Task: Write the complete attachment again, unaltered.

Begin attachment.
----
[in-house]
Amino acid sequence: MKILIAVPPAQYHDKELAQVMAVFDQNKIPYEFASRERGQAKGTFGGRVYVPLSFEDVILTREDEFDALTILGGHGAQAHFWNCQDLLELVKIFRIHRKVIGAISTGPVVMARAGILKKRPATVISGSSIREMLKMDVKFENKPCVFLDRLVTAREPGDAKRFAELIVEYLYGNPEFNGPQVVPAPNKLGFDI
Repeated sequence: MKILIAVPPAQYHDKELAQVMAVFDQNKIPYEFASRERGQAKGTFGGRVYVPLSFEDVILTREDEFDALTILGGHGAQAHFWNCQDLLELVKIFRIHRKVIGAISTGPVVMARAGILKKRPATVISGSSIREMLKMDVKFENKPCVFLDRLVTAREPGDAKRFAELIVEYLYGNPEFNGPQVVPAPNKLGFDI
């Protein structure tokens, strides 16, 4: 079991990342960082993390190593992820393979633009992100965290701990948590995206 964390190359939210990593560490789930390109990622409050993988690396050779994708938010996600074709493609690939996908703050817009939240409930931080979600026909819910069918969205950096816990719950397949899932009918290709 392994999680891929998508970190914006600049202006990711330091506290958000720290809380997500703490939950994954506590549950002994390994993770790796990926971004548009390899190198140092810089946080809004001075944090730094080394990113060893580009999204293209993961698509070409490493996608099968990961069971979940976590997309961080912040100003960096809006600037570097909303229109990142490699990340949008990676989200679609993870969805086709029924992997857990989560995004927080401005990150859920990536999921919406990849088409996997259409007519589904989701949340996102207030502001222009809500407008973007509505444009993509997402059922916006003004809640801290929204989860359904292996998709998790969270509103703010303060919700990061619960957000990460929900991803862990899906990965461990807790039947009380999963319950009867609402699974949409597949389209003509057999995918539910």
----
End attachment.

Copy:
[in-house]
Amino acid sequence: MKILIAVPPAQYHDKELAQVMAVFDQNKIPYEFASRERGQAKGTFGGRVYVPLSFEDVILTREDEFDALTILGGHGAQAHFWNCQDLLELVKIFRIHRKVIGAISTGPVVMARAGILKKRPATVISGSSIREMLKMDVKFENKPCVFLDRLVTAREPGDAKRFAELIVEYLYGNPEFNGPQVVPAPNKLGFDI
Repeated sequence: MKILIAVPPAQYHDKELAQVMAVFDQNKIPYEFASRERGQAKGTFGGRVYVPLSFEDVILTREDEFDALTILGGHGAQAHFWNCQDLLELVKIFRIHRKVIGAISTGPVVMARAGILKKRPATVISGSSIREMLKMDVKFENKPCVFLDRLVTAREPGDAKRFAELIVEYLYGNPEFNGPQVVPAPNKLGFDI
């Protein structure tokens, strides 16, 4: 079991990342960082993390190593992820393979633009992100965290701990948590995206 964390190359939210990593560490789930390109990622409050993988690396050779994708938010996600074709493609690939996908703050817009939240409930931080979600026909819910069918969205950096816990719950397949899932009918290709 392994999680891929998508970190914006600049202006990711330091506290958000720290809380997500703490939950994954506590549950002994390994993770790796990926971004548009390899190198140092810089946080809004001075944090730094080394990113060893580009999204293209993961698509070409490493996608099968990961069971979940976590997309961080912040100003960096809006600037570097909303229109990142490699990340949008990676989200679609993870969805086709029924992997857990989560995004927080401005990150859920990536999921919406990849088409996997259409007519589904989701949340996102207030502001222009809500407008973007509505444009993509997402059922916006003004809640801290929204989860359904292996998709998790969270509103703010303060919700990061619960957000990460929900991803862990899906990965461990807790039947009380999963319950009867609402699974949409597949389209003509057999995918539910």